Last week at church our conversation revolved around the nature of that often misused and misunderstood collection of ink, pages, and bindings we’ve come to know as The Bible.
For many of us the Bible and the way it’s been used has sometimes drawn us deeper into our spiritual journeys, and other times has pushed us away. Often our need to defend it has led to an anti-intellectualism, and other times our intellectualizing has sucked the spirit out of it.
So how should we approach the Bible? What’s it’s purpose? Can we trust it? What is it?
Over the years of engagement with and study of The Bible, even in its original languages, I’ve become convinced that we’ve often missed its beauty, complexity, power, and depth. We’ve often wanted to read the Bible with one lens instead of many, neglecting it’s diverse and complicated history. To me, the more I learn about these dynamics, the richer the Bible becomes.
As we explored the Bible together I landed on a few sentences that may capture its essence and re-frame it in a new way for us:
“The Bible is the written and accumulated story of humanity’s engagement with the Divine, culminating in the incarnation of God in Jesus Christ and told through a particular middle eastern culture and compiled over time and in community.
It’s teachings are summarized in ‘love God and love your neighbor’, and it’s heart is summarized in the life, work, death, and resurrection of Jesus.
It’s mysterious and spiritual. It’s a book that’s more than a book. ”
After considering some other ideas like “The Bible isn’t the word of God, it’s the word about the Word of God”, “The Bible isn’t a book, it’s a library”, and “The Bible though complicated in composition is simple in heart”, I closed my thoughts by sharing what the Bible has been and is becoming for me.
In my experience the Bible is a source of encounter with God that draws us into our collective human story in powerful ways. It is a book that should be taken on our journeys as we wrestle with it, become inspired and encouraged by it, listen to it, question it, surrender to it, and consider its claims. Ultimately it’s a collection of sacred texts that points us to the character of God, the self giving love that started all of reality.
The Bible is actually a collection of texts, a library filled with ethnic origin stories, erotic poetry, accounts of mystical encounters, worship lyrics and prayers, biographies, personal letters, and apocalyptic visions. Each of these books was written in a specific time, by specific people, in a specific genre, to specific people- yet somehow is also paradoxically universal in its scope. The Bible is like a conversation between dozens of authors in different centuries, continents, and cultures that tell one story of God’s rescue through a radical minority Jew from an occupied territory. It’s often best read in community and with a prayerful posture of listening.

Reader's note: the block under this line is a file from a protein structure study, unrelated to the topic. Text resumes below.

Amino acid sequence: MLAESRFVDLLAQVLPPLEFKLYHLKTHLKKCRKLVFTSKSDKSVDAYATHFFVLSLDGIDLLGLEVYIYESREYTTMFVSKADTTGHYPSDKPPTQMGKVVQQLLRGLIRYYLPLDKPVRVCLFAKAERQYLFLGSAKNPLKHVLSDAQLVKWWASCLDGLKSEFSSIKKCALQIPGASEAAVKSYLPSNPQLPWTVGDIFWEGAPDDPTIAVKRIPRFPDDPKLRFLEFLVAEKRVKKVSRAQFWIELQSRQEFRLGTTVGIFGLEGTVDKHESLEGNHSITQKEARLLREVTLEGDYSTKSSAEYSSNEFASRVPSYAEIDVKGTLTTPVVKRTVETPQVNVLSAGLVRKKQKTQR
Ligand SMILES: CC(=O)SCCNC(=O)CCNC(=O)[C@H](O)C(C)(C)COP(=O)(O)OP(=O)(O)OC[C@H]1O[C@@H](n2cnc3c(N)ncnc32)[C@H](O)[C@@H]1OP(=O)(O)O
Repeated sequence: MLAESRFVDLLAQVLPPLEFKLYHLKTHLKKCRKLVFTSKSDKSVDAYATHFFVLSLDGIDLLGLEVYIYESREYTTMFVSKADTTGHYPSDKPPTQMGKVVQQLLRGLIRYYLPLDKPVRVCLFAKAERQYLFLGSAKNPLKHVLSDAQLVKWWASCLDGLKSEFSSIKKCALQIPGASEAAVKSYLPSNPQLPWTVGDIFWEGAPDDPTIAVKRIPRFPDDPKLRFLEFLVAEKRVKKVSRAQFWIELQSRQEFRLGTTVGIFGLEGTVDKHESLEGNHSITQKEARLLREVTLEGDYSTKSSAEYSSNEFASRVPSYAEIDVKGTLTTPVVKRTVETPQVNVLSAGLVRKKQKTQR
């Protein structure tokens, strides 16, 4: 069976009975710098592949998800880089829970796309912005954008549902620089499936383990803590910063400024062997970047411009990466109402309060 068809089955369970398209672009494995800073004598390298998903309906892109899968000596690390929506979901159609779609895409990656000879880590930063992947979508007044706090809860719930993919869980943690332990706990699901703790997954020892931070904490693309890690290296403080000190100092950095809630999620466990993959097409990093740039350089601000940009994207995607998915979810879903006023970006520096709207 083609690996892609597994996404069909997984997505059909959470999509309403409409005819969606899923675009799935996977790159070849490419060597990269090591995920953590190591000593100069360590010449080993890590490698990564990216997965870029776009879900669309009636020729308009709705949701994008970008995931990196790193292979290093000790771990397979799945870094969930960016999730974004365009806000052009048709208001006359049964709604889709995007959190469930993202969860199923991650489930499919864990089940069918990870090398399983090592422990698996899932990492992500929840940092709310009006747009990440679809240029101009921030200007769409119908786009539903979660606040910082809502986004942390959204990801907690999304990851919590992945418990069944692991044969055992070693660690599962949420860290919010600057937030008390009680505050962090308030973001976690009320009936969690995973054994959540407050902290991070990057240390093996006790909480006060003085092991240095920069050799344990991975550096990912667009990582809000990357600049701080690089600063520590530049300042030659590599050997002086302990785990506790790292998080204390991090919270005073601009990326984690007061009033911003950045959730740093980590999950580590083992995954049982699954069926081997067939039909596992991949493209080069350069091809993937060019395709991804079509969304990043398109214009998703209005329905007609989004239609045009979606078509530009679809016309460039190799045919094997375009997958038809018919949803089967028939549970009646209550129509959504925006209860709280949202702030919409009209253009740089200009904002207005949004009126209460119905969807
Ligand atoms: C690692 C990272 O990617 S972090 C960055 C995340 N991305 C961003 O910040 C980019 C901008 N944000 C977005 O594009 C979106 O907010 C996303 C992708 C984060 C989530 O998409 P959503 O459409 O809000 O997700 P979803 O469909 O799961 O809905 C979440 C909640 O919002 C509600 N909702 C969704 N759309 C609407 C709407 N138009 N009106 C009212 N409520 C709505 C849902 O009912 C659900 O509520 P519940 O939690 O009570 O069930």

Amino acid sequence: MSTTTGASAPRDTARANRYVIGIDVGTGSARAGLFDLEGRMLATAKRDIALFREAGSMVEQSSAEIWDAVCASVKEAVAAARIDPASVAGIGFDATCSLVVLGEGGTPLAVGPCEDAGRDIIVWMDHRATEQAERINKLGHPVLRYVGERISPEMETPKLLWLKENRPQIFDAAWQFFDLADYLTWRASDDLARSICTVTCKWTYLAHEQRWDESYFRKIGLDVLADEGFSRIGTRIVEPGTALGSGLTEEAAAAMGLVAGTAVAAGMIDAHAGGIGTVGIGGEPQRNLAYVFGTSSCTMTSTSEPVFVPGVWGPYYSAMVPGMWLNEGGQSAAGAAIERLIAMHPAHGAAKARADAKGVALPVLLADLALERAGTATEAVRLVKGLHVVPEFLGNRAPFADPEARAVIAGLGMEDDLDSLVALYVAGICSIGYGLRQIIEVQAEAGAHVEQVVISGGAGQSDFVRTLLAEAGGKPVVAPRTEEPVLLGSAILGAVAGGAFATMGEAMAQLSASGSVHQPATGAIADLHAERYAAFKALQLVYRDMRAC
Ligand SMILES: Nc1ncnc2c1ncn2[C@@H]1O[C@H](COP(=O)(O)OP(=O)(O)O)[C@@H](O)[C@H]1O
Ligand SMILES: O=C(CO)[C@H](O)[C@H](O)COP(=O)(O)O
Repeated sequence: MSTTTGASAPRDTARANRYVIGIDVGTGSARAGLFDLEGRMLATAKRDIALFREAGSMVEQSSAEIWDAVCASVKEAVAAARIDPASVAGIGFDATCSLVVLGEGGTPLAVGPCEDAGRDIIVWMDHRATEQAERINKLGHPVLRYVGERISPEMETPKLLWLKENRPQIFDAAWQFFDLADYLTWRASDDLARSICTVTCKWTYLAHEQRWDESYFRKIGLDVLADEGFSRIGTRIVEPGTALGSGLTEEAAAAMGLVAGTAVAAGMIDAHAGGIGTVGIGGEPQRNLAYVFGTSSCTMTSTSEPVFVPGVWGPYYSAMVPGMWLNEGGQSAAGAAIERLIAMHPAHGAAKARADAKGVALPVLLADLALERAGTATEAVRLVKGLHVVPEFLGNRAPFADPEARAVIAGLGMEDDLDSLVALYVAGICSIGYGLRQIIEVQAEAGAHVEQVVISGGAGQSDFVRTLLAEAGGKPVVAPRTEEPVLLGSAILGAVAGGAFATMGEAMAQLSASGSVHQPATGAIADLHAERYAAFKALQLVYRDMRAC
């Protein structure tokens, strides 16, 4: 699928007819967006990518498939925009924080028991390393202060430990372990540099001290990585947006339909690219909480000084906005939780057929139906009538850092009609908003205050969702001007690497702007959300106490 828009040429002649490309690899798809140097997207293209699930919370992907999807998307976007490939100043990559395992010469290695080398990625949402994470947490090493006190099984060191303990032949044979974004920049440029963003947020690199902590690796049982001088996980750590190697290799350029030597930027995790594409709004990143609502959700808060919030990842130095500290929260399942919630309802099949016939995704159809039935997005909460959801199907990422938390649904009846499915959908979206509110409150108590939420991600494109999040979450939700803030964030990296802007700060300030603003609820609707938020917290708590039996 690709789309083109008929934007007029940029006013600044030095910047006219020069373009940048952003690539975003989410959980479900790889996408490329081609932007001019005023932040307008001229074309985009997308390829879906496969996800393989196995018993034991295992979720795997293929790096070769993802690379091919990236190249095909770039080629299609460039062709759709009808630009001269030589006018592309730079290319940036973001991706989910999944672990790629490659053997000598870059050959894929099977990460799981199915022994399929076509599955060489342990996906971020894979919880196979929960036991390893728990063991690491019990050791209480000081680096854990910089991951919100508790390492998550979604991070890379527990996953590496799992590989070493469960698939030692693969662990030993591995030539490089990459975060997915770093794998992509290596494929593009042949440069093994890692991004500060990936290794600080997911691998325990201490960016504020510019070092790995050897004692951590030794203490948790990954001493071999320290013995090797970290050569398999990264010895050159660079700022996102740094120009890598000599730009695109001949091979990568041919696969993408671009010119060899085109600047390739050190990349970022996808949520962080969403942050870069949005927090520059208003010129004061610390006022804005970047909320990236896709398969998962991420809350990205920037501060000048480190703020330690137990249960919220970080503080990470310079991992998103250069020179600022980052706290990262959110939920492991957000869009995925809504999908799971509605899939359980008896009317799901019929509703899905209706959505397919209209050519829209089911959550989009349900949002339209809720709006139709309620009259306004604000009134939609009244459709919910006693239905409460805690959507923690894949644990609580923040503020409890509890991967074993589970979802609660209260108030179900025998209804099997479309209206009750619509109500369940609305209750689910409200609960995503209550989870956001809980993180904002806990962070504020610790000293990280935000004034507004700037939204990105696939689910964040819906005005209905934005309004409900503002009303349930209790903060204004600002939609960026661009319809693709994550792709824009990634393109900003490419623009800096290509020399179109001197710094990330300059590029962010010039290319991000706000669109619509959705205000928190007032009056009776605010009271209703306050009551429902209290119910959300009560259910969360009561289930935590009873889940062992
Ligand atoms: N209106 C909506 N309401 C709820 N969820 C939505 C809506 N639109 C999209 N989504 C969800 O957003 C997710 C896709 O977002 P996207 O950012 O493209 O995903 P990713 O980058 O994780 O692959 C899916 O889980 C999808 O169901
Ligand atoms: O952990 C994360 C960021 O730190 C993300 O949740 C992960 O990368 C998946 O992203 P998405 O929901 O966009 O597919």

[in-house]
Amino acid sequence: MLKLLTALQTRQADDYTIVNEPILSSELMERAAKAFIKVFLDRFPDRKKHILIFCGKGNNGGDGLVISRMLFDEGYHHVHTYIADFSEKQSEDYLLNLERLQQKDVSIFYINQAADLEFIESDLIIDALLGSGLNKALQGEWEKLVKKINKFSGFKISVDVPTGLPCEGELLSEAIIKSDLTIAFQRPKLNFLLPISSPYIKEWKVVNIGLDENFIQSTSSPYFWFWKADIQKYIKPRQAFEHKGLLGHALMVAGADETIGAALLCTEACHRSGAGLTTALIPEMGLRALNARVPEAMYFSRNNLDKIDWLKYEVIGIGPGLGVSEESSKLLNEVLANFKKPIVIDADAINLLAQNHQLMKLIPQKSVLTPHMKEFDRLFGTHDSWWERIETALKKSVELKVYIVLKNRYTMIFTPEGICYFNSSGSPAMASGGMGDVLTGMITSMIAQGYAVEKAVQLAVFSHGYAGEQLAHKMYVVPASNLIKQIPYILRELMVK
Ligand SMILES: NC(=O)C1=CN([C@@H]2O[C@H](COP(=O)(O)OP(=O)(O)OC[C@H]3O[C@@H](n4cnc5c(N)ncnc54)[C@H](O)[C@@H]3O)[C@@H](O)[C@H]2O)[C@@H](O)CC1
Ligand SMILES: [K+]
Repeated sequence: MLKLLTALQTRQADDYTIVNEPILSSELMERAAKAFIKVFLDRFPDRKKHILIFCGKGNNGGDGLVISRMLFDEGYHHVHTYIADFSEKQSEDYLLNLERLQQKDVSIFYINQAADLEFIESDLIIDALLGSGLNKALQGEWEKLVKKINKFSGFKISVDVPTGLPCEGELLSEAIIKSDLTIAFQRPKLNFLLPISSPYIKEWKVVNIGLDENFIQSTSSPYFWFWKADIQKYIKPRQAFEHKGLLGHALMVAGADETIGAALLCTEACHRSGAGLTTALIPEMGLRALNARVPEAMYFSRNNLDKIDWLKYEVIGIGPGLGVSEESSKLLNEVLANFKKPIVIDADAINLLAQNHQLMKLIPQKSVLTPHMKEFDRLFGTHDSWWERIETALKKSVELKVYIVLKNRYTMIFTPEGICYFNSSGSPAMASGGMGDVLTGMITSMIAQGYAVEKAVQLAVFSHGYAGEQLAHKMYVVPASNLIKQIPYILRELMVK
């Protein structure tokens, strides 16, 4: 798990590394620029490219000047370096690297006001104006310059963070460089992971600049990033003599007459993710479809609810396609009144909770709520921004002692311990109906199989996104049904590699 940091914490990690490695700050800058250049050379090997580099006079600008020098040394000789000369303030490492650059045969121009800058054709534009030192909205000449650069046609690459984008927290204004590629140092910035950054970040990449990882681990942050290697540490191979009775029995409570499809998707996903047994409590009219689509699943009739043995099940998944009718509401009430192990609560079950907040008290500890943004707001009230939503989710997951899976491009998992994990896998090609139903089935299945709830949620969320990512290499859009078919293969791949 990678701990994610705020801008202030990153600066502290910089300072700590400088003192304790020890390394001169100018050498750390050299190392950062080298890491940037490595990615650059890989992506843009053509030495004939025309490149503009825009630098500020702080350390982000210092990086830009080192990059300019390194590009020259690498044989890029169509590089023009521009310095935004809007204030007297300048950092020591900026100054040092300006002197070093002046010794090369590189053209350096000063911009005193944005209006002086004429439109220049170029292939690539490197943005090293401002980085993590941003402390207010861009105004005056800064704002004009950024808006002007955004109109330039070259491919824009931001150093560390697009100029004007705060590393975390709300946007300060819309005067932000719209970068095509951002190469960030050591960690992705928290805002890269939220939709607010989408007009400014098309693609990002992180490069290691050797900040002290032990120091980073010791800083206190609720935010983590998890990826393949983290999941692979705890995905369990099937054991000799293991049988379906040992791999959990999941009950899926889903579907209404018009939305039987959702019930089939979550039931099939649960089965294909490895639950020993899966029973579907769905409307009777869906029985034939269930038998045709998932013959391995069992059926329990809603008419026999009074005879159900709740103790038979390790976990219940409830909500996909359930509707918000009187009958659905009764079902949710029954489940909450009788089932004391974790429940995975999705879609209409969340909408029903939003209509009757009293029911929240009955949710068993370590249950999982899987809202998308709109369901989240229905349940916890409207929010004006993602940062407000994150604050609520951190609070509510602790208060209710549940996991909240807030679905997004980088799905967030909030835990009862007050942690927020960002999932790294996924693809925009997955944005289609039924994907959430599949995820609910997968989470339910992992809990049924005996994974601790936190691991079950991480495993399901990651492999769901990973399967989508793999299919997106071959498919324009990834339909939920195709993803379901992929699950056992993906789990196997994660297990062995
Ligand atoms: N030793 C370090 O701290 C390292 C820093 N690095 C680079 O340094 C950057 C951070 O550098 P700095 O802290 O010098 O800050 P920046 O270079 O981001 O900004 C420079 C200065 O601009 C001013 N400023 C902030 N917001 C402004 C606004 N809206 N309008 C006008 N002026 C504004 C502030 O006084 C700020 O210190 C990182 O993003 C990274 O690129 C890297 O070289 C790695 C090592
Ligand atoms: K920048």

Here are the some of the ways the Bible has played a role in my journey, and if you’d like to listen to a podcast where I explore these ideas further, feel free to click the link below. Also, I linked a terrific book that might be a great further resource if you’re interested in re-exploring what the Bible is
What the Bible has been and is becoming for me:
-Sometimes it’s convicting.
-Sometimes it’s healing
-Sometimes it’s nourishing.
-Sometimes it’s salvation.
-Sometimes it’s comforting.
-Sometimes it’s illuminating.
-It carries weight.
-It seems to be breathed into by something not of this world.
-It’s a liberating text
-It’s a transforming text
-It gives beauty.
-It can hold up to our questions (it asks many in fact- it’s kind of like a question book)
-It’s a light to my path
-It’s good for teaching, correction
-Sometimes it’s a conversation partner
-It’s a source of peace
-It’s a way to join in a conversation, a wrestling with God that humanity has done for centuries. (Heb 12:1) Cloud of witnesses.
-It’s like a gem which you hold to the light and as you turn it, the light shines differently through it.
-It’s a window into my spirit
-It’s a window into humanity
-It’s a window into God
-It’s power is often held in the posture with which we approach it.
-It has words that draw me to God
-It has words which make me confront my sin
-It has words that scare me
-It has words that give me hope
-It points me to Jesus and leads me down the path of love
What have been your experiences with the Bible?
Oak Life Reflection on what the Bible is
The Bible Tells Me So, Peter Enns